For example, in order to extract contributions from the hands of those who live by law, preachers have often resorted to law in order to inspire guilt in the hearts of the “lawgivers.” The desired result is that at least a few coins are dropped into the collection plate. At the most, one will confine his or her giving to ten percent (the tithe). When such grudging givers do flip in a couple coins, or give as much as ten percent, they go on their way, having satisfied themselves that they have given according to law. And thus for another week they have the church leaders off their backs until another call for contributions is made again the following Sunday.

This law-obedient religious culture is more common than not. In order to inspire more contributions, therefore, what preachers often do is ignore the gospel of grace in order to bring the people under law. They take the people back under the tithing commandment of the Sinai law that was given exclusively to Israel as part of the Sinai law. In doing so, they have ignored grace for the sake of law, and thus have reversed what the Holy Spirit said to the Roman disciples. Instead of reminding the people that we are under grace and not under law, we often seek to inspire the contributors to give because of the tithing law of the Sinai law. In doing so, we forget motivating people to give in response to the grace of the cross. If we seek to inspire people to give, we must preach the gospel of grace, not law.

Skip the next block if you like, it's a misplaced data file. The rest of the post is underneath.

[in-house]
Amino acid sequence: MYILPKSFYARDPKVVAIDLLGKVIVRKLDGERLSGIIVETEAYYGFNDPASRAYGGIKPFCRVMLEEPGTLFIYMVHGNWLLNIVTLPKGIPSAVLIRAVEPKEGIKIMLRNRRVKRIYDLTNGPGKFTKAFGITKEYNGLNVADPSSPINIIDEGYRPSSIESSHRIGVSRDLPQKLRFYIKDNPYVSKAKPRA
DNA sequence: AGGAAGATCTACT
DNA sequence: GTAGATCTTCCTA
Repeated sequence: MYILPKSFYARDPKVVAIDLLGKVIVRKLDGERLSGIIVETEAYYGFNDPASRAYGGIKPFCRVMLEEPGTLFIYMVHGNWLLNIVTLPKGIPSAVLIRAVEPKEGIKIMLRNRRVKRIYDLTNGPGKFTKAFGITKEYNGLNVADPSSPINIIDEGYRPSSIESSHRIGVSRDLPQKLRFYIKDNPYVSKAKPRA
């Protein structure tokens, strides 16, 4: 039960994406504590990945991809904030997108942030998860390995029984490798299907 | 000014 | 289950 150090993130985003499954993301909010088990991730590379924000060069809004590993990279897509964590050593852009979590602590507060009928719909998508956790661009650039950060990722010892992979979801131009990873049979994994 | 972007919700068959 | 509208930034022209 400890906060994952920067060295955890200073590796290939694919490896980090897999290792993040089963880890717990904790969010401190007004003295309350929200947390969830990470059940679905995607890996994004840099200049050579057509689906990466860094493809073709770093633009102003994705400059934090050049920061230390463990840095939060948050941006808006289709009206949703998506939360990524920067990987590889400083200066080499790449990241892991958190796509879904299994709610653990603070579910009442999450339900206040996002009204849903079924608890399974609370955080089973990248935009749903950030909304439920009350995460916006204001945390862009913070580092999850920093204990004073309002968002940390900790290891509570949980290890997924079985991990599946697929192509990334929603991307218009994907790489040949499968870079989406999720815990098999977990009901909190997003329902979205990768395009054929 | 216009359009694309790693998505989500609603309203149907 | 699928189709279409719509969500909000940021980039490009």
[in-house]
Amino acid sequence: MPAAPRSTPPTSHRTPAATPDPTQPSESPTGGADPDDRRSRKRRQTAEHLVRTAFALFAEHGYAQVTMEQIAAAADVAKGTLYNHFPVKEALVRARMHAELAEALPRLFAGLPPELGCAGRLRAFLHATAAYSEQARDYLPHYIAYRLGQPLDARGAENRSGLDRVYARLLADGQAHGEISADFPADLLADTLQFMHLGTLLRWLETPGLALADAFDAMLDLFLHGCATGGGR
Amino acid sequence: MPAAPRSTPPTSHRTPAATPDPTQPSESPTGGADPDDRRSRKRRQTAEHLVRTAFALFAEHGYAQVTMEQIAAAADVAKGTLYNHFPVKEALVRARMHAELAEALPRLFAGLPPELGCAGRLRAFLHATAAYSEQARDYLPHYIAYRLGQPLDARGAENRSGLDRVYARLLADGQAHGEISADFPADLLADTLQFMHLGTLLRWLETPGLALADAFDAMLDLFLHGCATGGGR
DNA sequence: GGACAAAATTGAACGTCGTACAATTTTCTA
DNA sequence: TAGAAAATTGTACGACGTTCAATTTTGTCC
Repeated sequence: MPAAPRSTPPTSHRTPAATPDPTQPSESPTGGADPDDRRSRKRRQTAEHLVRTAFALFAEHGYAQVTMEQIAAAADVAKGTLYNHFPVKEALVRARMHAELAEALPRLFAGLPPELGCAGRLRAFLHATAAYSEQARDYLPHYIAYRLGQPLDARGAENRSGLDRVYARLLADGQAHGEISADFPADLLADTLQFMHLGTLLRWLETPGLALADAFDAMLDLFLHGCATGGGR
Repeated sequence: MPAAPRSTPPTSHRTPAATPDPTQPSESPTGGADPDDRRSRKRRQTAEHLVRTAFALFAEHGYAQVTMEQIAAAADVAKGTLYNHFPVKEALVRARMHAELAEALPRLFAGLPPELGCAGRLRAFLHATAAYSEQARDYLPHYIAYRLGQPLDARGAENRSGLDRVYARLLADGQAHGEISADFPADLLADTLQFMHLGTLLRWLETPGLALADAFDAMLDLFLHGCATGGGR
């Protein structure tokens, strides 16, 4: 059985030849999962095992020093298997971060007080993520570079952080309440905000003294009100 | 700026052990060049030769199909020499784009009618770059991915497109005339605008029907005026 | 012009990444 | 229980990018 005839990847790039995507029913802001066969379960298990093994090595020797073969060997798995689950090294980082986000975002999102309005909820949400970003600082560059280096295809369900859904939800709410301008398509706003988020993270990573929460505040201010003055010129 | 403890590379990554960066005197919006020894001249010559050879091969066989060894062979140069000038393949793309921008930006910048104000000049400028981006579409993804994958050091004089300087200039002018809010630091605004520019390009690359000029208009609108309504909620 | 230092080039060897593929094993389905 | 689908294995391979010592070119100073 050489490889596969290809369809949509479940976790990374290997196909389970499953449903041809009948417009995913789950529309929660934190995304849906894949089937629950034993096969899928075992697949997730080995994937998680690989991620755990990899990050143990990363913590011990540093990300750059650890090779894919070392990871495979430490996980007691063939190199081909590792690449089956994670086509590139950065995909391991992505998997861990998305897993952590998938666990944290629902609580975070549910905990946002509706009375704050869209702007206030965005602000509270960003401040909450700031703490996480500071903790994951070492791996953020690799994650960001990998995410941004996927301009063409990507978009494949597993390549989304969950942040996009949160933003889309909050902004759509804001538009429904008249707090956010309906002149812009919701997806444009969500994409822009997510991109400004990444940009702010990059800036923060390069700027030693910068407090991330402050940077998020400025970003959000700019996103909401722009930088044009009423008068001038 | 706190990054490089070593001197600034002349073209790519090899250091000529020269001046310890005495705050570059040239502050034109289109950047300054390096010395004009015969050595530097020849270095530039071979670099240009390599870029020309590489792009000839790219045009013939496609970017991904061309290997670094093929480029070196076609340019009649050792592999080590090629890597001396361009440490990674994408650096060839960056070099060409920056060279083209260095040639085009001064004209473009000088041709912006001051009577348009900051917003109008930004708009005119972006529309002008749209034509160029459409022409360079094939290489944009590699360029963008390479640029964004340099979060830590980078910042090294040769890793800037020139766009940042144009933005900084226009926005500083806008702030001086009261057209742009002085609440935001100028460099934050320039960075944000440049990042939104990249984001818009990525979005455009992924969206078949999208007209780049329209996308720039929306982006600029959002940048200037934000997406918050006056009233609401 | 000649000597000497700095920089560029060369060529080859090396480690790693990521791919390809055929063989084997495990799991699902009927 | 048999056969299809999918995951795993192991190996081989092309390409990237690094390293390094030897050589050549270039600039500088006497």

We must not forget that grace is far more powerful than law in reference to motivating people to live and give. To illustrate this fact, we would journey back to the Israelites when they were initially born as a nation at the foot of Mt. Sinai. It had been only three months since they were delivered as a culture of people from Egyptian captivity. But it was at Mt. Sinai that God signed a covenant with the people, and thus the nation of Israel was inaugurated into existence. Tithing was a part of the Sinai law that God gave as a condition for keeping the covenant. We must remember, however, that the people at the foot of Mt. Sinai did not initially give in obedience to the tithing law, for it was not yet given.